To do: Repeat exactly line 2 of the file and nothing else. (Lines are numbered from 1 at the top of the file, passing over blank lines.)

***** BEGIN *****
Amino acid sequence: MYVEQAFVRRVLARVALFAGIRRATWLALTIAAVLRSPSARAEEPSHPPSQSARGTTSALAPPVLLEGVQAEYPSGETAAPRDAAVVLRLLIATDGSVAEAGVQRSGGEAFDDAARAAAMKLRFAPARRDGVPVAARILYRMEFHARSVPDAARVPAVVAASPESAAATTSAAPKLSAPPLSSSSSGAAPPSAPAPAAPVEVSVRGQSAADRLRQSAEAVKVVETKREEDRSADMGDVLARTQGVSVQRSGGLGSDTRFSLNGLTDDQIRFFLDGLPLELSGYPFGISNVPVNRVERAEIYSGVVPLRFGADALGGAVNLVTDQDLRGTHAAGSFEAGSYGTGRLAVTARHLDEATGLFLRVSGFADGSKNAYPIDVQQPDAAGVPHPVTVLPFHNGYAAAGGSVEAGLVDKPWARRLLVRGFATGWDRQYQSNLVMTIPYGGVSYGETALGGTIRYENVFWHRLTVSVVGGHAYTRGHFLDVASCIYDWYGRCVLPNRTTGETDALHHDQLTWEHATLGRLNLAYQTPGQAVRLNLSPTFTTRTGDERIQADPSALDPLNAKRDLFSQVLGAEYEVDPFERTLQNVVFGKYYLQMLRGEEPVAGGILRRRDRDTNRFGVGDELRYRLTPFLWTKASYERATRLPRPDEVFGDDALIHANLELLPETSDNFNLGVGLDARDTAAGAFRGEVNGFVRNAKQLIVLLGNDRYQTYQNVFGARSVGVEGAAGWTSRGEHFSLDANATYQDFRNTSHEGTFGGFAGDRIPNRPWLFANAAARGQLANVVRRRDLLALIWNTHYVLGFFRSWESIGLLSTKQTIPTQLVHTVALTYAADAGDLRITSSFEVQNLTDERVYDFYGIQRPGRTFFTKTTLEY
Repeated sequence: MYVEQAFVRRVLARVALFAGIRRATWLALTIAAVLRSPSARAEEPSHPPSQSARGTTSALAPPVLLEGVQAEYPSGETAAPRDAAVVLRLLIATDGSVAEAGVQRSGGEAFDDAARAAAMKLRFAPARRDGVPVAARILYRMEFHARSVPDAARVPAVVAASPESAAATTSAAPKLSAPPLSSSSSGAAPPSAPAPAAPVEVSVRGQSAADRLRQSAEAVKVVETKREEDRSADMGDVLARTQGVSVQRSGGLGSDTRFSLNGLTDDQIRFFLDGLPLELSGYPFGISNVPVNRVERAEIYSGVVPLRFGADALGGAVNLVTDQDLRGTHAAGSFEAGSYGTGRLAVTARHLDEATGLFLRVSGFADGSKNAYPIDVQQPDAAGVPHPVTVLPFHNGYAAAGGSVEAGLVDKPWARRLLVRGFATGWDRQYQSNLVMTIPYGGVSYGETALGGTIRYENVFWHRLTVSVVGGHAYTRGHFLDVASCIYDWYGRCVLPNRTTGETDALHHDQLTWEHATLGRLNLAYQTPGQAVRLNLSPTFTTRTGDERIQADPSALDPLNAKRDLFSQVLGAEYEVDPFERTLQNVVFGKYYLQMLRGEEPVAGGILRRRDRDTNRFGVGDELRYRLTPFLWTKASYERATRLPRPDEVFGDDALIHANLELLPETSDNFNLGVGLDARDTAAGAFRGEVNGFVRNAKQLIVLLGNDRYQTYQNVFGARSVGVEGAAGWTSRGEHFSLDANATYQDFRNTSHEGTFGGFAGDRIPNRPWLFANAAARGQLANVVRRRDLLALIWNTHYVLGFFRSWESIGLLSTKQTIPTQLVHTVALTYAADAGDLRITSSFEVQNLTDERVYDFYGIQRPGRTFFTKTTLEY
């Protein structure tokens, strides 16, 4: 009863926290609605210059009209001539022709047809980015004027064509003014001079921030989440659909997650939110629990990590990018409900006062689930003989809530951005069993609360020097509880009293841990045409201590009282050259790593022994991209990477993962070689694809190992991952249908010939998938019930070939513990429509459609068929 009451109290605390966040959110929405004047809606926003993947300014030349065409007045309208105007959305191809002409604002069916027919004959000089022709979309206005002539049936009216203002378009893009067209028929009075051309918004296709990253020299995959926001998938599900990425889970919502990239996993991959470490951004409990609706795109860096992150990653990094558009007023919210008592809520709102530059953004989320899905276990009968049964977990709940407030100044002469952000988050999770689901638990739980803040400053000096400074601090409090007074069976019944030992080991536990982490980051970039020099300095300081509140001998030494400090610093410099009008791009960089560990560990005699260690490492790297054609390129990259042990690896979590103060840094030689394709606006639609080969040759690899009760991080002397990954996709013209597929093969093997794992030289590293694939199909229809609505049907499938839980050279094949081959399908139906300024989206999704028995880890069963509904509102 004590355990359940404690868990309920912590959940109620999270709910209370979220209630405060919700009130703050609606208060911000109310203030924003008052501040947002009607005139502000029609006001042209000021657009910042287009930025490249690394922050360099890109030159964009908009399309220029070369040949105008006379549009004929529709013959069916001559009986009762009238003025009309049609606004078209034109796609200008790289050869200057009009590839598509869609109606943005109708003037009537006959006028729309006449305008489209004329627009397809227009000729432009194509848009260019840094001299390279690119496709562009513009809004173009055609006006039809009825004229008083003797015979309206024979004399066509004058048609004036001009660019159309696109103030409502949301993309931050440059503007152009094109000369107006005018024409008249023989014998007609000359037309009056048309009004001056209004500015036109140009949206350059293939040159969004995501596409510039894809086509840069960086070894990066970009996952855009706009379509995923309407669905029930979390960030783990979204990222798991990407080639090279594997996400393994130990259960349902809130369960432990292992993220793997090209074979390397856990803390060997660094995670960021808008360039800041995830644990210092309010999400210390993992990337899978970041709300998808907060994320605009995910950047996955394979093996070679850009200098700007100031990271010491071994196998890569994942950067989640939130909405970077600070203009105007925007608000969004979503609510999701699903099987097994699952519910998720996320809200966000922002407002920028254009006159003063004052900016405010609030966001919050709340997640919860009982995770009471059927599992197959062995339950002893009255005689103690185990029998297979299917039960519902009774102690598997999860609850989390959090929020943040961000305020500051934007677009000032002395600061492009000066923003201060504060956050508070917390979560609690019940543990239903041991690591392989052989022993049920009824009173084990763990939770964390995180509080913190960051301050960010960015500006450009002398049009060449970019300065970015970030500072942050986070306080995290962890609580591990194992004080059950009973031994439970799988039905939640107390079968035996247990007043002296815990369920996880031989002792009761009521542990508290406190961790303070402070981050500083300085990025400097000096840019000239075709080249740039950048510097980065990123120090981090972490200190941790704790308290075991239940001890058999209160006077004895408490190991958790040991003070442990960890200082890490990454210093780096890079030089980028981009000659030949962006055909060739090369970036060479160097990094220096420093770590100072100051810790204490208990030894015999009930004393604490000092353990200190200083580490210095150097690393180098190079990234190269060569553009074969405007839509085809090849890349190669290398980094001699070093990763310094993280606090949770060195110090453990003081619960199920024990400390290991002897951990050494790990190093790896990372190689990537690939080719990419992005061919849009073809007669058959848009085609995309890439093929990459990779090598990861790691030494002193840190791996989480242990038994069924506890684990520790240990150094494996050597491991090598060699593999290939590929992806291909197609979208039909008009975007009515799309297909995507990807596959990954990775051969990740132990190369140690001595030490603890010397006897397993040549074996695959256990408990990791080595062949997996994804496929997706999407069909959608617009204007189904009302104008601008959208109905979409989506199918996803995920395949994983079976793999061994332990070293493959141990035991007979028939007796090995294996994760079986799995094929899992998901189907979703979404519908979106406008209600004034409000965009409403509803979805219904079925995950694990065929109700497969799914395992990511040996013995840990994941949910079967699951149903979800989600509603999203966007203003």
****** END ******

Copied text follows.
Repeated sequence: MYVEQAFVRRVLARVALFAGIRRATWLALTIAAVLRSPSARAEEPSHPPSQSARGTTSALAPPVLLEGVQAEYPSGETAAPRDAAVVLRLLIATDGSVAEAGVQRSGGEAFDDAARAAAMKLRFAPARRDGVPVAARILYRMEFHARSVPDAARVPAVVAASPESAAATTSAAPKLSAPPLSSSSSGAAPPSAPAPAAPVEVSVRGQSAADRLRQSAEAVKVVETKREEDRSADMGDVLARTQGVSVQRSGGLGSDTRFSLNGLTDDQIRFFLDGLPLELSGYPFGISNVPVNRVERAEIYSGVVPLRFGADALGGAVNLVTDQDLRGTHAAGSFEAGSYGTGRLAVTARHLDEATGLFLRVSGFADGSKNAYPIDVQQPDAAGVPHPVTVLPFHNGYAAAGGSVEAGLVDKPWARRLLVRGFATGWDRQYQSNLVMTIPYGGVSYGETALGGTIRYENVFWHRLTVSVVGGHAYTRGHFLDVASCIYDWYGRCVLPNRTTGETDALHHDQLTWEHATLGRLNLAYQTPGQAVRLNLSPTFTTRTGDERIQADPSALDPLNAKRDLFSQVLGAEYEVDPFERTLQNVVFGKYYLQMLRGEEPVAGGILRRRDRDTNRFGVGDELRYRLTPFLWTKASYERATRLPRPDEVFGDDALIHANLELLPETSDNFNLGVGLDARDTAAGAFRGEVNGFVRNAKQLIVLLGNDRYQTYQNVFGARSVGVEGAAGWTSRGEHFSLDANATYQDFRNTSHEGTFGGFAGDRIPNRPWLFANAAARGQLANVVRRRDLLALIWNTHYVLGFFRSWESIGLLSTKQTIPTQLVHTVALTYAADAGDLRITSSFEVQNLTDERVYDFYGIQRPGRTFFTKTTLEY